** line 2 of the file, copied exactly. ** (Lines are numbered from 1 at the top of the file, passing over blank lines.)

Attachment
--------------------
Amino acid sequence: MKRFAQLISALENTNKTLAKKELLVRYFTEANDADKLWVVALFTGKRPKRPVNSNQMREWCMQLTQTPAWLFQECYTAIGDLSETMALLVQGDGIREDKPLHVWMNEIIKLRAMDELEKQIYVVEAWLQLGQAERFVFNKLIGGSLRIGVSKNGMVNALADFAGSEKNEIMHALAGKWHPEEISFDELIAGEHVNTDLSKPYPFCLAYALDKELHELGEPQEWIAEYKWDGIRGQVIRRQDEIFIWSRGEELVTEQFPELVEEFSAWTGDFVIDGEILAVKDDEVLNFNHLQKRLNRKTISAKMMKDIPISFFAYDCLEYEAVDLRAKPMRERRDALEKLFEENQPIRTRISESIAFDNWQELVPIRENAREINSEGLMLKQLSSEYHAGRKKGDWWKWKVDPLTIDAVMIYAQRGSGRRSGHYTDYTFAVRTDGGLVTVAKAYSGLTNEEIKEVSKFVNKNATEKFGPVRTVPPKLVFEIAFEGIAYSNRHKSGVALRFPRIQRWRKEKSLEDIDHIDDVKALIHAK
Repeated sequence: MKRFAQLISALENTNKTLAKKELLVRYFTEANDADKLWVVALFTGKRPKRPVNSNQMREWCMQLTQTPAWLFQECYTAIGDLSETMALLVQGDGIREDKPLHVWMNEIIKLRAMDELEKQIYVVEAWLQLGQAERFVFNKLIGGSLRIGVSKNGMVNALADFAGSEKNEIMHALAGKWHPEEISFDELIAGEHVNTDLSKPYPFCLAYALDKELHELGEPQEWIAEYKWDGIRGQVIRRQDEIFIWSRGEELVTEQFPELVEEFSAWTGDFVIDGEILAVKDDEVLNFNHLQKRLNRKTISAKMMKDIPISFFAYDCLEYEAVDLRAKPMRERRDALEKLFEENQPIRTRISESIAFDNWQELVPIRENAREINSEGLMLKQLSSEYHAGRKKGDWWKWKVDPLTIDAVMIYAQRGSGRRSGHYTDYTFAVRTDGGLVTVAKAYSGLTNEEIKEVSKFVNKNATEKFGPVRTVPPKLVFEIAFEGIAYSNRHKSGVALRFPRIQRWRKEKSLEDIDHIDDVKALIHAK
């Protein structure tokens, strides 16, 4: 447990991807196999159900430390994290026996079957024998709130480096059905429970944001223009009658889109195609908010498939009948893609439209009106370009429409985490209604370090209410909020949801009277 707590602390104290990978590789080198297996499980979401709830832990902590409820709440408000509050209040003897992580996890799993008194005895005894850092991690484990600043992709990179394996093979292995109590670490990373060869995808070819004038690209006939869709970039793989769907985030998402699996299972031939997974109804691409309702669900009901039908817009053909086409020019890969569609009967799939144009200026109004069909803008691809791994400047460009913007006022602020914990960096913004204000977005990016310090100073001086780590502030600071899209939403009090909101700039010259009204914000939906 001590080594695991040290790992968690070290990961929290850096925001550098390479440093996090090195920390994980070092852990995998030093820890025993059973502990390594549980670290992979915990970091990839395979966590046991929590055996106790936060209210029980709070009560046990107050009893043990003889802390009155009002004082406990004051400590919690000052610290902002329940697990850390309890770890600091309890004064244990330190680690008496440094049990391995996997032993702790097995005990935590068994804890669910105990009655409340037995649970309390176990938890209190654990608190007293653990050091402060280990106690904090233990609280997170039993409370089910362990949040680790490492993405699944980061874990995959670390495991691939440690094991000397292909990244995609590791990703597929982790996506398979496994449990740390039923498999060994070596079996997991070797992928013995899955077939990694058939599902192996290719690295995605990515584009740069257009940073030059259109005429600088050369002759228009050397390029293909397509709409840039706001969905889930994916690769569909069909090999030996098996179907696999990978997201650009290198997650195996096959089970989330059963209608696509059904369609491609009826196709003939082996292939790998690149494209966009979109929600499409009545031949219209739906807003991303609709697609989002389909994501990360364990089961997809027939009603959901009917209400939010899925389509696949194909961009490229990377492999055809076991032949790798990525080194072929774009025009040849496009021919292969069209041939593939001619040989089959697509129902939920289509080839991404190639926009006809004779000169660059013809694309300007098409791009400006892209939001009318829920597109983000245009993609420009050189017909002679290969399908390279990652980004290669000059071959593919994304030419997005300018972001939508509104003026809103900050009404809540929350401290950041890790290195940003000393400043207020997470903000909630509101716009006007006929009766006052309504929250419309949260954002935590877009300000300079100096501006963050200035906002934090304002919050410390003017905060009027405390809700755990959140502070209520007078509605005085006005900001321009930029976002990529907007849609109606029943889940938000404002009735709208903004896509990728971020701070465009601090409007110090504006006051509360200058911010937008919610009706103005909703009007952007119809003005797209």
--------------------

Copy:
Repeated sequence: MKRFAQLISALENTNKTLAKKELLVRYFTEANDADKLWVVALFTGKRPKRPVNSNQMREWCMQLTQTPAWLFQECYTAIGDLSETMALLVQGDGIREDKPLHVWMNEIIKLRAMDELEKQIYVVEAWLQLGQAERFVFNKLIGGSLRIGVSKNGMVNALADFAGSEKNEIMHALAGKWHPEEISFDELIAGEHVNTDLSKPYPFCLAYALDKELHELGEPQEWIAEYKWDGIRGQVIRRQDEIFIWSRGEELVTEQFPELVEEFSAWTGDFVIDGEILAVKDDEVLNFNHLQKRLNRKTISAKMMKDIPISFFAYDCLEYEAVDLRAKPMRERRDALEKLFEENQPIRTRISESIAFDNWQELVPIRENAREINSEGLMLKQLSSEYHAGRKKGDWWKWKVDPLTIDAVMIYAQRGSGRRSGHYTDYTFAVRTDGGLVTVAKAYSGLTNEEIKEVSKFVNKNATEKFGPVRTVPPKLVFEIAFEGIAYSNRHKSGVALRFPRIQRWRKEKSLEDIDHIDDVKALIHAK